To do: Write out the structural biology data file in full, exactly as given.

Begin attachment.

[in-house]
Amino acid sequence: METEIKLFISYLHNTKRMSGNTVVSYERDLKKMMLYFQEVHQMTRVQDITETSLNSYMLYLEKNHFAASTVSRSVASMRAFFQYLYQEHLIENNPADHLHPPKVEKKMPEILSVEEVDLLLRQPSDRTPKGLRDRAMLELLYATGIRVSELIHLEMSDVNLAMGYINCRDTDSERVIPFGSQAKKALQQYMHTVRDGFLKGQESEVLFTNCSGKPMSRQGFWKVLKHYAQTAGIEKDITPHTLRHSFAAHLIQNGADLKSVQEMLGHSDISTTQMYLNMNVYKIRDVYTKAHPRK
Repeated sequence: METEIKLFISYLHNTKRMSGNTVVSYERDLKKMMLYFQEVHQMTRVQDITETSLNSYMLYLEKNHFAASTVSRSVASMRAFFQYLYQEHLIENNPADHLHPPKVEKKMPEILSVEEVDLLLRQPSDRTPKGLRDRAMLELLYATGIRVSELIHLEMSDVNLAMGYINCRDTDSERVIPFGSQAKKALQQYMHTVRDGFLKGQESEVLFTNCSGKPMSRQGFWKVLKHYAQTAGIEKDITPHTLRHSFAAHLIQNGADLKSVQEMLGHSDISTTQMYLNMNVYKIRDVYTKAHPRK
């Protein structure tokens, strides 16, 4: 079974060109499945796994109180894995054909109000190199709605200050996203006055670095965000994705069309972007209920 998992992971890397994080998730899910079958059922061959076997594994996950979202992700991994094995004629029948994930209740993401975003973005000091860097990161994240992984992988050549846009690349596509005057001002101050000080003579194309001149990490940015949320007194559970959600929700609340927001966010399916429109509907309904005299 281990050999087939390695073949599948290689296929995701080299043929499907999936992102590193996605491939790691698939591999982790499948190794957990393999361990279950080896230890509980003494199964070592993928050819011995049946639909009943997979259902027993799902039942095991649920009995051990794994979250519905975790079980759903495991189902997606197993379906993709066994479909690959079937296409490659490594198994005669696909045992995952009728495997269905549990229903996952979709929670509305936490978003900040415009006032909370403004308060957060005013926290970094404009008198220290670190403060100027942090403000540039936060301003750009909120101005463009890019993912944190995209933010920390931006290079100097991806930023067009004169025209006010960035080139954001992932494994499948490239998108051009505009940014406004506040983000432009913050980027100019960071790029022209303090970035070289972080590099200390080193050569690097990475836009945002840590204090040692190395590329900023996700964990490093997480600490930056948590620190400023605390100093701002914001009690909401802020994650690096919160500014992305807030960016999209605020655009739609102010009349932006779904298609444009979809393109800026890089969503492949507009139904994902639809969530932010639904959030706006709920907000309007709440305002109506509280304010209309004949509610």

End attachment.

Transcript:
[in-house]
Amino acid sequence: METEIKLFISYLHNTKRMSGNTVVSYERDLKKMMLYFQEVHQMTRVQDITETSLNSYMLYLEKNHFAASTVSRSVASMRAFFQYLYQEHLIENNPADHLHPPKVEKKMPEILSVEEVDLLLRQPSDRTPKGLRDRAMLELLYATGIRVSELIHLEMSDVNLAMGYINCRDTDSERVIPFGSQAKKALQQYMHTVRDGFLKGQESEVLFTNCSGKPMSRQGFWKVLKHYAQTAGIEKDITPHTLRHSFAAHLIQNGADLKSVQEMLGHSDISTTQMYLNMNVYKIRDVYTKAHPRK
Repeated sequence: METEIKLFISYLHNTKRMSGNTVVSYERDLKKMMLYFQEVHQMTRVQDITETSLNSYMLYLEKNHFAASTVSRSVASMRAFFQYLYQEHLIENNPADHLHPPKVEKKMPEILSVEEVDLLLRQPSDRTPKGLRDRAMLELLYATGIRVSELIHLEMSDVNLAMGYINCRDTDSERVIPFGSQAKKALQQYMHTVRDGFLKGQESEVLFTNCSGKPMSRQGFWKVLKHYAQTAGIEKDITPHTLRHSFAAHLIQNGADLKSVQEMLGHSDISTTQMYLNMNVYKIRDVYTKAHPRK
């Protein structure tokens, strides 16, 4: 079974060109499945796994109180894995054909109000190199709605200050996203006055670095965000994705069309972007209920 998992992971890397994080998730899910079958059922061959076997594994996950979202992700991994094995004629029948994930209740993401975003973005000091860097990161994240992984992988050549846009690349596509005057001002101050000080003579194309001149990490940015949320007194559970959600929700609340927001966010399916429109509907309904005299 281990050999087939390695073949599948290689296929995701080299043929499907999936992102590193996605491939790691698939591999982790499948190794957990393999361990279950080896230890509980003494199964070592993928050819011995049946639909009943997979259902027993799902039942095991649920009995051990794994979250519905975790079980759903495991189902997606197993379906993709066994479909690959079937296409490659490594198994005669696909045992995952009728495997269905549990229903996952979709929670509305936490978003900040415009006032909370403004308060957060005013926290970094404009008198220290670190403060100027942090403000540039936060301003750009909120101005463009890019993912944190995209933010920390931006290079100097991806930023067009004169025209006010960035080139954001992932494994499948490239998108051009505009940014406004506040983000432009913050980027100019960071790029022209303090970035070289972080590099200390080193050569690097990475836009945002840590204090040692190395590329900023996700964990490093997480600490930056948590620190400023605390100093701002914001009690909401802020994650690096919160500014992305807030960016999209605020655009739609102010009349932006779904298609444009979809393109800026890089969503492949507009139904994902639809969530932010639904959030706006709920907000309007709440305002109506509280304010209309004949509610």